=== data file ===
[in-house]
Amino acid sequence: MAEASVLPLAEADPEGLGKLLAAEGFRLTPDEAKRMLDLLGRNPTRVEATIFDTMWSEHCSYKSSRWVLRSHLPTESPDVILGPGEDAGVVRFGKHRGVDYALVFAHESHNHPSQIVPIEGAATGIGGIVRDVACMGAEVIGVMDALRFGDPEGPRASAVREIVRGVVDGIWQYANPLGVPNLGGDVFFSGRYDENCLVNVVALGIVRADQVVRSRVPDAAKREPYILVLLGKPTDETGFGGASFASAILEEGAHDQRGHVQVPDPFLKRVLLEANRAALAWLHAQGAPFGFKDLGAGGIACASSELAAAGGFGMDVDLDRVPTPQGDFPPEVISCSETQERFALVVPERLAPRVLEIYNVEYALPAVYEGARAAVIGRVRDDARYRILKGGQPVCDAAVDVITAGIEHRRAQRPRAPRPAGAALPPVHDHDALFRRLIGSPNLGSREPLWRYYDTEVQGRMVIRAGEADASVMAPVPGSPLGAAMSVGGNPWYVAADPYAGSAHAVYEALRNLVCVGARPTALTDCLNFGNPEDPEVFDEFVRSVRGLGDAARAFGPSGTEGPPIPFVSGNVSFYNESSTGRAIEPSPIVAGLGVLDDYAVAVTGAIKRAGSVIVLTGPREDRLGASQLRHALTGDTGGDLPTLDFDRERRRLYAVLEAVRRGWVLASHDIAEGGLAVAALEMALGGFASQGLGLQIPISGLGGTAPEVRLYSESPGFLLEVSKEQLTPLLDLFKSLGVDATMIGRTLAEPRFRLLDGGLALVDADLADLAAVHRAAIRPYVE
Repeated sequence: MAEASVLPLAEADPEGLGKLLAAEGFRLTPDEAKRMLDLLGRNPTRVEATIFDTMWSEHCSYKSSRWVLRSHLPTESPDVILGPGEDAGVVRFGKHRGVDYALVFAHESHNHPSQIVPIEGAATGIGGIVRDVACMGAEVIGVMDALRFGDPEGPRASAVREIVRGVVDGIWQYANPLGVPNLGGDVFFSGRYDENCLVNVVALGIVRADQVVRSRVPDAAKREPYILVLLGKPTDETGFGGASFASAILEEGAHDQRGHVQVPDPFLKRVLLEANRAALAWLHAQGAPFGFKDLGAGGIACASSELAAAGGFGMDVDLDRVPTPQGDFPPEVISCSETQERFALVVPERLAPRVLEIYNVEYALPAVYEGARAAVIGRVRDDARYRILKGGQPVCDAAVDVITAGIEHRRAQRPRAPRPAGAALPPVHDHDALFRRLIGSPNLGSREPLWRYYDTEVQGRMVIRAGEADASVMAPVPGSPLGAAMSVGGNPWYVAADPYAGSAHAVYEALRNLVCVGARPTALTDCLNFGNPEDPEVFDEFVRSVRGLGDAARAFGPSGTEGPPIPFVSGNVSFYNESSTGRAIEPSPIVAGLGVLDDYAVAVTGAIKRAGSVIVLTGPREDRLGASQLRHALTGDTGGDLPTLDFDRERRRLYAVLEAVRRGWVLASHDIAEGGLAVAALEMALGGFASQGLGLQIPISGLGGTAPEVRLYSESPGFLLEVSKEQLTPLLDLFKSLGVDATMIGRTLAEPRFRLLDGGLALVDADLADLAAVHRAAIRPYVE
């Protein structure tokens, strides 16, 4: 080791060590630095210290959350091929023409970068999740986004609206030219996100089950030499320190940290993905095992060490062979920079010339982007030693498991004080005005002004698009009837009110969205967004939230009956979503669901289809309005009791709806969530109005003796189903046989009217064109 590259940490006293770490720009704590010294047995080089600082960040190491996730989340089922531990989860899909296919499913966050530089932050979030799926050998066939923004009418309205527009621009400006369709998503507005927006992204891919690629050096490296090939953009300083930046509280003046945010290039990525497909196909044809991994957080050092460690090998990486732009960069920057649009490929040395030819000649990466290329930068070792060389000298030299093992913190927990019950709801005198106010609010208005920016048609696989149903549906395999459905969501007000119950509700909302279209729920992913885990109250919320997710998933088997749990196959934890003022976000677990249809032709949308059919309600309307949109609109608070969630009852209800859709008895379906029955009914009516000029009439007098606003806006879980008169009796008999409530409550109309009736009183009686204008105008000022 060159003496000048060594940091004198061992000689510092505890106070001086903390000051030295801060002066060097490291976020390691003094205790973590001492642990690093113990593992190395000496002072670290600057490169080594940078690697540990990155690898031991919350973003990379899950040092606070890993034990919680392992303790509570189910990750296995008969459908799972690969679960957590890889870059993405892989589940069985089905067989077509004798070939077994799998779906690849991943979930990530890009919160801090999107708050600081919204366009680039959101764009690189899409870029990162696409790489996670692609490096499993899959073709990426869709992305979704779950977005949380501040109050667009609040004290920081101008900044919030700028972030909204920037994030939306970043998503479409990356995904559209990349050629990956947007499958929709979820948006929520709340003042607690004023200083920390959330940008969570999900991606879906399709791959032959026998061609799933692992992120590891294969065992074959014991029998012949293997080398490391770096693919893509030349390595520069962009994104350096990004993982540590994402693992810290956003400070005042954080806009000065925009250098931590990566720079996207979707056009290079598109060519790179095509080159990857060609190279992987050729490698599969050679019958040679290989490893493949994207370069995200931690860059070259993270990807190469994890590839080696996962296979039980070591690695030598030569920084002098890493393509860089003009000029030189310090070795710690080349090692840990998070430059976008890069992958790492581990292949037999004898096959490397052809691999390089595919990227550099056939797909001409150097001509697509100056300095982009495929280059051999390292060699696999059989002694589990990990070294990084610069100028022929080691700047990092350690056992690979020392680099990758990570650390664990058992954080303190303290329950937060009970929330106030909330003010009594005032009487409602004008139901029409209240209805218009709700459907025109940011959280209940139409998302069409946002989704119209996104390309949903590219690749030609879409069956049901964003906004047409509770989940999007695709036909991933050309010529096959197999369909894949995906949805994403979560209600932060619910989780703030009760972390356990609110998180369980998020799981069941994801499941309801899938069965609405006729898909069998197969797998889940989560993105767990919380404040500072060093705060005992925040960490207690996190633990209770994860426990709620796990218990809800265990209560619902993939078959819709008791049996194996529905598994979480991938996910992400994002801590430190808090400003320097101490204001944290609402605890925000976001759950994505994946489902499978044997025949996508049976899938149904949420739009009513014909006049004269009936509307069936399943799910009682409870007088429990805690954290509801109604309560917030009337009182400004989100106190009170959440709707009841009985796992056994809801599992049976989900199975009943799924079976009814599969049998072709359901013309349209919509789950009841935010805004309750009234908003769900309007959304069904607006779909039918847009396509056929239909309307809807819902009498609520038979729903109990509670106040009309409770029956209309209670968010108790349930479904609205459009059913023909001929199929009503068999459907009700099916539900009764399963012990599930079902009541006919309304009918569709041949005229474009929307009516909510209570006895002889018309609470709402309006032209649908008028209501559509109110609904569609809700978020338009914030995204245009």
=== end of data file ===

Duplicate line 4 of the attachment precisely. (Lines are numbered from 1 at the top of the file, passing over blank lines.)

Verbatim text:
């Protein structure tokens, strides 16, 4: 080791060590630095210290959350091929023409970068999740986004609206030219996100089950030499320190940290993905095992060490062979920079010339982007030693498991004080005005002004698009009837009110969205967004939230009956979503669901289809309005009791709806969530109005003796189903046989009217064109 590259940490006293770490720009704590010294047995080089600082960040190491996730989340089922531990989860899909296919499913966050530089932050979030799926050998066939923004009418309205527009621009400006369709998503507005927006992204891919690629050096490296090939953009300083930046509280003046945010290039990525497909196909044809991994957080050092460690090998990486732009960069920057649009490929040395030819000649990466290329930068070792060389000298030299093992913190927990019950709801005198106010609010208005920016048609696989149903549906395999459905969501007000119950509700909302279209729920992913885990109250919320997710998933088997749990196959934890003022976000677990249809032709949308059919309600309307949109609109608070969630009852209800859709008895379906029955009914009516000029009439007098606003806006879980008169009796008999409530409550109309009736009183009686204008105008000022 060159003496000048060594940091004198061992000689510092505890106070001086903390000051030295801060002066060097490291976020390691003094205790973590001492642990690093113990593992190395000496002072670290600057490169080594940078690697540990990155690898031991919350973003990379899950040092606070890993034990919680392992303790509570189910990750296995008969459908799972690969679960957590890889870059993405892989589940069985089905067989077509004798070939077994799998779906690849991943979930990530890009919160801090999107708050600081919204366009680039959101764009690189899409870029990162696409790489996670692609490096499993899959073709990426869709992305979704779950977005949380501040109050667009609040004290920081101008900044919030700028972030909204920037994030939306970043998503479409990356995904559209990349050629990956947007499958929709979820948006929520709340003042607690004023200083920390959330940008969570999900991606879906399709791959032959026998061609799933692992992120590891294969065992074959014991029998012949293997080398490391770096693919893509030349390595520069962009994104350096990004993982540590994402693992810290956003400070005042954080806009000065925009250098931590990566720079996207979707056009290079598109060519790179095509080159990857060609190279992987050729490698599969050679019958040679290989490893493949994207370069995200931690860059070259993270990807190469994890590839080696996962296979039980070591690695030598030569920084002098890493393509860089003009000029030189310090070795710690080349090692840990998070430059976008890069992958790492581990292949037999004898096959490397052809691999390089595919990227550099056939797909001409150097001509697509100056300095982009495929280059051999390292060699696999059989002694589990990990070294990084610069100028022929080691700047990092350690056992690979020392680099990758990570650390664990058992954080303190303290329950937060009970929330106030909330003010009594005032009487409602004008139901029409209240209805218009709700459907025109940011959280209940139409998302069409946002989704119209996104390309949903590219690749030609879409069956049901964003906004047409509770989940999007695709036909991933050309010529096959197999369909894949995906949805994403979560209600932060619910989780703030009760972390356990609110998180369980998020799981069941994801499941309801899938069965609405006729898909069998197969797998889940989560993105767990919380404040500072060093705060005992925040960490207690996190633990209770994860426990709620796990218990809800265990209560619902993939078959819709008791049996194996529905598994979480991938996910992400994002801590430190808090400003320097101490204001944290609402605890925000976001759950994505994946489902499978044997025949996508049976899938149904949420739009009513014909006049004269009936509307069936399943799910009682409870007088429990805690954290509801109604309560917030009337009182400004989100106190009170959440709707009841009985796992056994809801599992049976989900199975009943799924079976009814599969049998072709359901013309349209919509789950009841935010805004309750009234908003769900309007959304069904607006779909039918847009396509056929239909309307809807819902009498609520038979729903109990509670106040009309409770029956209309209670968010108790349930479904609205459009059913023909001929199929009503068999459907009700099916539900009764399963012990599930079902009541006919309304009918569709041949005229474009929307009516909510209570006895002889018309609470709402309006032209649908008028209501559509109110609904569609809700978020338009914030995204245009």